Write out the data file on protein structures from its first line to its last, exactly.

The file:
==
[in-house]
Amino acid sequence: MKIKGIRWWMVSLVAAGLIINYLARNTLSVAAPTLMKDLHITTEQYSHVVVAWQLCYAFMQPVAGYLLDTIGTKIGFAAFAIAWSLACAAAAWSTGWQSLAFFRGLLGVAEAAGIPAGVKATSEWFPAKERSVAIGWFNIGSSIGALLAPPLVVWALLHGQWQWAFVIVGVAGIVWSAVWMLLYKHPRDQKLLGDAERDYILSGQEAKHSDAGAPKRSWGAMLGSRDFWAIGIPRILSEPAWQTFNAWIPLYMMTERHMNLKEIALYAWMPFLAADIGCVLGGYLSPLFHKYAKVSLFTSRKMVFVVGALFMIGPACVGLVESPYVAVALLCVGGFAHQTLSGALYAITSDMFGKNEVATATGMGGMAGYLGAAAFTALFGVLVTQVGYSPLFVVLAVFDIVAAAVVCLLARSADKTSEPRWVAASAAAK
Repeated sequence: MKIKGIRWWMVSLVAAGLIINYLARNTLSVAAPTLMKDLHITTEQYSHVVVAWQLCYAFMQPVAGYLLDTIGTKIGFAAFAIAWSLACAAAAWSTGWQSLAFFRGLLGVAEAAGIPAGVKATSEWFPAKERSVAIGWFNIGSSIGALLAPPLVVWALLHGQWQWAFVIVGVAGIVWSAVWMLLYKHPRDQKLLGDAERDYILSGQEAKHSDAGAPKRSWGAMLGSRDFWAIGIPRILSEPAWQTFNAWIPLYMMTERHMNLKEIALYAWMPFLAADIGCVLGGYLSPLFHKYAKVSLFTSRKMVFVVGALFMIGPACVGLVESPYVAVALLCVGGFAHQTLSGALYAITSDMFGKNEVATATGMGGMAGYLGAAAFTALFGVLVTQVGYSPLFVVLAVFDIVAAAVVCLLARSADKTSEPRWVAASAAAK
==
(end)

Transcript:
[in-house]
Amino acid sequence: MKIKGIRWWMVSLVAAGLIINYLARNTLSVAAPTLMKDLHITTEQYSHVVVAWQLCYAFMQPVAGYLLDTIGTKIGFAAFAIAWSLACAAAAWSTGWQSLAFFRGLLGVAEAAGIPAGVKATSEWFPAKERSVAIGWFNIGSSIGALLAPPLVVWALLHGQWQWAFVIVGVAGIVWSAVWMLLYKHPRDQKLLGDAERDYILSGQEAKHSDAGAPKRSWGAMLGSRDFWAIGIPRILSEPAWQTFNAWIPLYMMTERHMNLKEIALYAWMPFLAADIGCVLGGYLSPLFHKYAKVSLFTSRKMVFVVGALFMIGPACVGLVESPYVAVALLCVGGFAHQTLSGALYAITSDMFGKNEVATATGMGGMAGYLGAAAFTALFGVLVTQVGYSPLFVVLAVFDIVAAAVVCLLARSADKTSEPRWVAASAAAK
Repeated sequence: MKIKGIRWWMVSLVAAGLIINYLARNTLSVAAPTLMKDLHITTEQYSHVVVAWQLCYAFMQPVAGYLLDTIGTKIGFAAFAIAWSLACAAAAWSTGWQSLAFFRGLLGVAEAAGIPAGVKATSEWFPAKERSVAIGWFNIGSSIGALLAPPLVVWALLHGQWQWAFVIVGVAGIVWSAVWMLLYKHPRDQKLLGDAERDYILSGQEAKHSDAGAPKRSWGAMLGSRDFWAIGIPRILSEPAWQTFNAWIPLYMMTERHMNLKEIALYAWMPFLAADIGCVLGGYLSPLFHKYAKVSLFTSRKMVFVVGALFMIGPACVGLVESPYVAVALLCVGGFAHQTLSGALYAITSDMFGKNEVATATGMGGMAGYLGAAAFTALFGVLVTQVGYSPLFVVLAVFDIVAAAVVCLLARSADKTSEPRWVAASAAAK